Familiar faces among the crowd?
My friend said he thought he recognized a face, a face from that Wednesday night video in DC, when wannabe revolutionaries stormed the Capitol and performed for the camera while they were there. Five people lay dying, even though most of those doing the storming — giving the benefit of the doubt here — probably weren’t aware it was happening, at least until the shots cracked. You see on some of the faces, there’s a sort of jubilation: the barbarians taking in the sights of Rome after sacking it. Also the feeling: is this it? The Holy Grail? Sitting in Nancy Pelosi’s chair, wielding the gavel (if they did), probably a realization that wielding a gavel ends up being no more than... wielding a gavel.
Of all the people thrown together at just such moments, the ones fate puts in the crosshairs of a video camera are instant fate mates. Forever after, their lives are enmeshed. They will be forever analyzing why they were there, crafting alibis that can get them out of there, taking endless time to examine the gods they put their faith in. Also figuring out how to sell their actions to the people who love them, who heard their grand speeches when they had the wind at their back, with the comfort of big backers, before even the backers started faltering into this miasma of uncertainty.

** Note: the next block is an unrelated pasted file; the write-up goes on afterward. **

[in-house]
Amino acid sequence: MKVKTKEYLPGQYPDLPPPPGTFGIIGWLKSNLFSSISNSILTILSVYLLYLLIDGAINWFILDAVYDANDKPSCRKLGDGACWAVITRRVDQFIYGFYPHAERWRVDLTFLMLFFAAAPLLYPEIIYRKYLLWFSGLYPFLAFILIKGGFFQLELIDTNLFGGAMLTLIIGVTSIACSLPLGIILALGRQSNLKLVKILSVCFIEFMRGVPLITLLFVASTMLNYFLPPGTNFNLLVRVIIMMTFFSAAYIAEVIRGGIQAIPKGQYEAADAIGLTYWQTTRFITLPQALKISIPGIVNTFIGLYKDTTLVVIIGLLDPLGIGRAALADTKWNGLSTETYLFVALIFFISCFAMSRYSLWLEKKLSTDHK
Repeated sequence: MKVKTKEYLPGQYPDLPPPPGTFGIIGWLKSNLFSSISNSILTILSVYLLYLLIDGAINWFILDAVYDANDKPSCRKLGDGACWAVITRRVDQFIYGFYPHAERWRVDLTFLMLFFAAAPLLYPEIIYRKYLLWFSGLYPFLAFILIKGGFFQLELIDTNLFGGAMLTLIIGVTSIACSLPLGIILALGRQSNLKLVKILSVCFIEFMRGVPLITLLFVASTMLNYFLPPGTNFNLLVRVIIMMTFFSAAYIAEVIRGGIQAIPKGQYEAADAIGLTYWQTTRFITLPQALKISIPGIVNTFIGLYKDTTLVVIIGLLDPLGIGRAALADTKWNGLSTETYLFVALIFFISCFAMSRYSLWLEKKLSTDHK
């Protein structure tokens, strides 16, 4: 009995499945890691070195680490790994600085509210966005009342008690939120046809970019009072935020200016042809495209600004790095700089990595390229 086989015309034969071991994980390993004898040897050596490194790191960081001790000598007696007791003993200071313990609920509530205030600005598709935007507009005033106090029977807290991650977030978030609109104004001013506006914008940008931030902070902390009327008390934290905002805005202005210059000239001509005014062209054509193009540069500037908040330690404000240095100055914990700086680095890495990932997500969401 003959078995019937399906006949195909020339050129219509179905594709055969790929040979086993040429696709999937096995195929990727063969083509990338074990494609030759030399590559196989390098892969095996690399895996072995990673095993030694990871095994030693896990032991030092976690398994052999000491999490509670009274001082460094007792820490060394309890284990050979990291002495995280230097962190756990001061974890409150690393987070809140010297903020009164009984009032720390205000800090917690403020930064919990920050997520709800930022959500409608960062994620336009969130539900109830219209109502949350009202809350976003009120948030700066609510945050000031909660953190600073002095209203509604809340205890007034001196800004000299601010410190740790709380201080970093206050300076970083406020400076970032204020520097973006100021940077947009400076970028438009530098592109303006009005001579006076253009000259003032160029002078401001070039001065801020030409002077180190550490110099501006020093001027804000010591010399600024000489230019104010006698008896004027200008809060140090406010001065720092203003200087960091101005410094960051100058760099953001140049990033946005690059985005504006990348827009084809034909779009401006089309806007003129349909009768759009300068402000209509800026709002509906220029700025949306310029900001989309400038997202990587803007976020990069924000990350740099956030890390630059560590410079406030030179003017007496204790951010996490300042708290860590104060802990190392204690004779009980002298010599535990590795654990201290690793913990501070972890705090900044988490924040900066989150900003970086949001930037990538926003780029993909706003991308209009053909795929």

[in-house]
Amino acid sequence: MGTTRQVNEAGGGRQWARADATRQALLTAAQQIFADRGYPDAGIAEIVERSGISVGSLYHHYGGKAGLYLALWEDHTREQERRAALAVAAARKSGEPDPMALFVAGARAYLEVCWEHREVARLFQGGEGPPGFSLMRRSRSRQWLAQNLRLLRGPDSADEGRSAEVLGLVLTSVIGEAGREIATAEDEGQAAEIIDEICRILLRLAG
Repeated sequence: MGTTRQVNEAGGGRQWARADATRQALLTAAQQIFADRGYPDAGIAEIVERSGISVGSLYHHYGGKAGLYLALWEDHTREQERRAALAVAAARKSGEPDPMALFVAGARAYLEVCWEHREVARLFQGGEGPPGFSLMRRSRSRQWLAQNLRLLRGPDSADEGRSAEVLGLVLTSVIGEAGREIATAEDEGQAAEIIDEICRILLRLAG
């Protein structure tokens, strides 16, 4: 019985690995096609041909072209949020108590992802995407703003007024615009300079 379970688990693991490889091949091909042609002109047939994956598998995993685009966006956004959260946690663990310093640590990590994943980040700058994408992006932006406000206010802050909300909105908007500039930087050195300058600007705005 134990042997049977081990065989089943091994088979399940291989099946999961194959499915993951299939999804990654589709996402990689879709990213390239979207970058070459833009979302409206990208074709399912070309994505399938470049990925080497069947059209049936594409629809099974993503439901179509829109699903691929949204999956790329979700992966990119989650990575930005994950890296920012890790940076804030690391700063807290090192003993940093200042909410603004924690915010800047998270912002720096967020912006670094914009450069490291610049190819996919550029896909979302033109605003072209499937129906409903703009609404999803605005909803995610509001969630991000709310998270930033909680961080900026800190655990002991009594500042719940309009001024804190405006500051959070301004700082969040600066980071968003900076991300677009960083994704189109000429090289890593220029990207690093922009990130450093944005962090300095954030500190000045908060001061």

I was once a kid, involved in a student prank. The idea was to stick up a poster for our end-of-year show on the inner walls of the local lock-up. That meant ladders, climbing, gluing, all in the middle of the night. It was a crazy idea, but the exhilaration was something else while it lasted.
The problem? One of us blabbed. Halfway through, the lights clanged on. The cops charged in, and we were facing charges that could ruin our careers. It took me a long time to forgive our informer, but gradually, I came to see that saner heads had prevailed, starting with him. That we were playing with real lives, for a lark. I ended up thanking him.
I think of that now, hoping that this Madness has passed, that the idea of serious moral suasion trumps renting your brain out to someone with a bigger megaphone and a more powerful personality.
My friend looked again. “Actually, it’s too hard to tell in the blur.”
I breathed a little sigh of relief.